For the first time since its construction, the Silicon Valley house where the social media platform, Facebook (now known as Meta), was created, has hit the market for $5.3 million, The Post can report.
The unassuming blue house with a painted yellow door was first constructed back in 1998.
Made up of six bedrooms and 4½ bathrooms, the Los Altos property had only ever been up for rent since 2004.
And its first tenants?
Then 19-year-olds Mark Zuckerberg and Dustin Moskovitz, along with 24-year-old Sean Parker, who cofounded what is now a multi-billion-dollar global company.
Judy Fusco was looking to rent her newly refurbished home that August when Zuckerberg and Moskovitz, now 37, and Parker, now 42, stopped by to look at the house.
“Mark stood outside and never went into the house, while Sean and Dustin ran up the front stairs to see the house,” Fusco recalled to The Post in an interview. “Mark stood there and asked if they could rent the place, without even looking inside.”
“I read the check and asked him what he did, and he told me about a company called Facebook, and how he planned to connect the world,” Fusco said, adding that Zuckerberg was wearing black jersey shorts, sandals and his trademark hoodie at the time. “I said, ‘I don’t care if you are going to connect the world, if this check does not pass, you’re not moving in.’ ”
The now-embattled tech prodigy wrote her a check on the spot.
A first-time landlord herself, she didn’t think much about the reason for Zuckerberg’s urgency. But what she didn’t know was that the motivated teens were forced to move out of their previous Palo Alto pad following an incident involving a zip line tied around a chimney, leading down to the pool — the scene immortalized in the film “The Social Network.”
Requesting first month’s rent and a deposit totaling $10,000, two weeks later, on Sept. 14, 2004, they moved in, along with some unforeseen guests.
“There were only six bedrooms, and the sunroom alone had about 10 interns staying there huddled up in bunk beds,” Fusco said. “The home just exploded with engineers and Facebook employees,” not unlike the “hacker house” featured in HBO’s “Silicon Valley.”
Features of the home, which Zuckerberg referred to as “Casa de Facebook,” include a living room with bay windows and a balcony, an entertainment room with lots of natural light, the listing notes. The kitchen comes with stainless-steel appliances, a center island and a breakfast nook.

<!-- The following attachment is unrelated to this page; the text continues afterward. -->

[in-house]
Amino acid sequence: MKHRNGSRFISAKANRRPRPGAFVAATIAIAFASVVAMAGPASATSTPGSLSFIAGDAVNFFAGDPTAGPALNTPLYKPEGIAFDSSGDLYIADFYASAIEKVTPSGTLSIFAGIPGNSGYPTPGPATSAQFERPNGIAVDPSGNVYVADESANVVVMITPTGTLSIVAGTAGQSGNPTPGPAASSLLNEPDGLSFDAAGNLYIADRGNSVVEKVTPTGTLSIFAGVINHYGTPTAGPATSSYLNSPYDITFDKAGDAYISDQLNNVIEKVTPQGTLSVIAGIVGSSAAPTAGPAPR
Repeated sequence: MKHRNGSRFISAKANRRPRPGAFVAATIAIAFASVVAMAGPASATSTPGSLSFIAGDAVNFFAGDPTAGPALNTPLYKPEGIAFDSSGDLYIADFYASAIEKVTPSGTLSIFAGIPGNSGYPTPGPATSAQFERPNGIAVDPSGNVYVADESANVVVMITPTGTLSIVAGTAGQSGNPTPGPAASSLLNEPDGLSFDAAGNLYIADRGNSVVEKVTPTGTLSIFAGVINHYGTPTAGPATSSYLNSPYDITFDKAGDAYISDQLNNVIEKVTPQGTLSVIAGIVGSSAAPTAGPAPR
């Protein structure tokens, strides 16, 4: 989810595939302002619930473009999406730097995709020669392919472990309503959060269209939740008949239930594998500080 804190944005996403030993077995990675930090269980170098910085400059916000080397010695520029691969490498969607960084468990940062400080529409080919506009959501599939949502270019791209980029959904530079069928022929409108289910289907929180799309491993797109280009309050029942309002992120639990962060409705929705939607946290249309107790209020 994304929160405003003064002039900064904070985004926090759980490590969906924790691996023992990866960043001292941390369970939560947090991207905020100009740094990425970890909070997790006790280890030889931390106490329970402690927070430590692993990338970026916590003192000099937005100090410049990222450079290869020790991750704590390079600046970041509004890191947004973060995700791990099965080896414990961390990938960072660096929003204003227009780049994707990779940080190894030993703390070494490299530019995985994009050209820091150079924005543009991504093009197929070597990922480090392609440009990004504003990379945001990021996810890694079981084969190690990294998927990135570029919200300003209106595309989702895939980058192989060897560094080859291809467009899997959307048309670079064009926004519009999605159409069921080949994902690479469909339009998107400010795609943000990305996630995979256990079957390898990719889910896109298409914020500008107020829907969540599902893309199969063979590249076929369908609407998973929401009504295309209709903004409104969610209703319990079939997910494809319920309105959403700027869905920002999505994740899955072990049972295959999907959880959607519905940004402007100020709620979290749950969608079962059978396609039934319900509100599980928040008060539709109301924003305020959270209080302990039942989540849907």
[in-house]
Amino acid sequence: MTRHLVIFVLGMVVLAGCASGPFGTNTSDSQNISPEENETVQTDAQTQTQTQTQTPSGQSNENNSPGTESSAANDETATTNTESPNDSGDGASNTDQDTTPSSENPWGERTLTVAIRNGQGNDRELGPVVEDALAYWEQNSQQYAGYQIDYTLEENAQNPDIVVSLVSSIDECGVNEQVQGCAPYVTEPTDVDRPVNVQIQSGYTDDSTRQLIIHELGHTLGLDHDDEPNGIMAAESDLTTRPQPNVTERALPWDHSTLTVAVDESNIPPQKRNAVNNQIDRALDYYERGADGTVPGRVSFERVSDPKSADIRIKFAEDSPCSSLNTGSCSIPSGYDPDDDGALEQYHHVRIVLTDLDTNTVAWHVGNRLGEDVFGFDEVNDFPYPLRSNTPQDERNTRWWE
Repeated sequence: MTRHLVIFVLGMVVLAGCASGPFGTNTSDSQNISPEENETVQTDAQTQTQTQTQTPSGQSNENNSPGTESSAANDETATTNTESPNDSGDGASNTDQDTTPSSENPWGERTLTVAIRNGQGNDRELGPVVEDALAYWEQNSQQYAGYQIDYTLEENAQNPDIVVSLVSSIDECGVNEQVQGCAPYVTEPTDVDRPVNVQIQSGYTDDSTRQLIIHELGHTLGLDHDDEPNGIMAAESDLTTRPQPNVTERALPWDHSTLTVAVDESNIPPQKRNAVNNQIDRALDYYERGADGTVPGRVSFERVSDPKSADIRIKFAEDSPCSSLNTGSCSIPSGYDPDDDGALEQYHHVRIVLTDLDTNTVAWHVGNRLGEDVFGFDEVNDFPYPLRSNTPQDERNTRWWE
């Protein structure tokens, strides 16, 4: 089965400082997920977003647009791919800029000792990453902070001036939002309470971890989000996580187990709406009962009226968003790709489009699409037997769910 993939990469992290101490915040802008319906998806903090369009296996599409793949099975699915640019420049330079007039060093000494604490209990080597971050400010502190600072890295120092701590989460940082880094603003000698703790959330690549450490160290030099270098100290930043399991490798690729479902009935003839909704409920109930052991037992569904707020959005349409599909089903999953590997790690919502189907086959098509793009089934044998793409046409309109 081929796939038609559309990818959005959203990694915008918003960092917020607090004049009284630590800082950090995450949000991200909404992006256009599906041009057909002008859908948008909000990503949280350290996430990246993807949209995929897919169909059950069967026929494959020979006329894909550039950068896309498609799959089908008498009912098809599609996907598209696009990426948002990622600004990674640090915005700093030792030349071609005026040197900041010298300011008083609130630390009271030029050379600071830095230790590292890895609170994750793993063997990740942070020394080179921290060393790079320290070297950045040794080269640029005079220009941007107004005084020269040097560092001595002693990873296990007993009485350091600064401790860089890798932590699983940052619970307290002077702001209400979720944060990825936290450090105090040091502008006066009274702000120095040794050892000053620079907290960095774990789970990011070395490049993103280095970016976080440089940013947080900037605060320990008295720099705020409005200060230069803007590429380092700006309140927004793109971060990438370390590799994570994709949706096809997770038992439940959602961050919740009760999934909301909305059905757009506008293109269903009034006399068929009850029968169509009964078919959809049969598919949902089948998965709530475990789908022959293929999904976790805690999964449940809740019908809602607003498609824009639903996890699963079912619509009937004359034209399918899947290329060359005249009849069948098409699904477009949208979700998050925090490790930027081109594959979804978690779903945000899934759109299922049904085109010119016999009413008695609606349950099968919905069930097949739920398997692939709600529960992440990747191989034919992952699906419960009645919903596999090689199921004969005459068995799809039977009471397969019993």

“This slice of Silicon Valley history sits at the end of a quiet cul-de-sac with a personalized soundwall in the expansive backyard and gazebo perfect for BBQs and get-togethers,” the listing states.
“This home is perfect for multigenerational living with two owners’ suites, and bedrooms on various levels,” the listing suggests.
Crystal Souza and Hannah Isaka of Live Play Real Estate hold the listing.
“After scheduling a listing presentation with Judy, I was happy to have the opportunity to show this strong, successful woman the business I am building with Live Play Real Estate,” Souza told The Post.
“When she told me she would like to move forward with the listing, I was honored and eager to get started and take on the challenge of finding the perfect buyers for this unique home.”
The founding employees would lease the home for a year, before they needed a much larger space to hold the growing company. Parker would be the first to move out of the home — in January— after developing an allergy from the jasmine flower that would bloom at night.
Before renting the house — which took three years to complete — Fusco recalled inviting a monk over to bless the property. The monk had predicted that someone “who was going to be very rich and famous will come live here.
“Sean [Parker] would come to me repeatedly, asking me to invest, telling me I would be a billionaire one day if I did,” Fusco admitted. “They proposed giving me stock instead of the rent — a dollar a stock. I said no. And looking back, I always think about the monk that had come to my house. I had no idea that would be the Facebook brand. I had a daughter to put through school, I was afraid to take the risk at the time. But Sean was right.”
“I guess I just wasn’t meant to be a billionaire,” Fusco said. “That was not my fate.”
Today, Facebook is estimated to be worth $570 billion.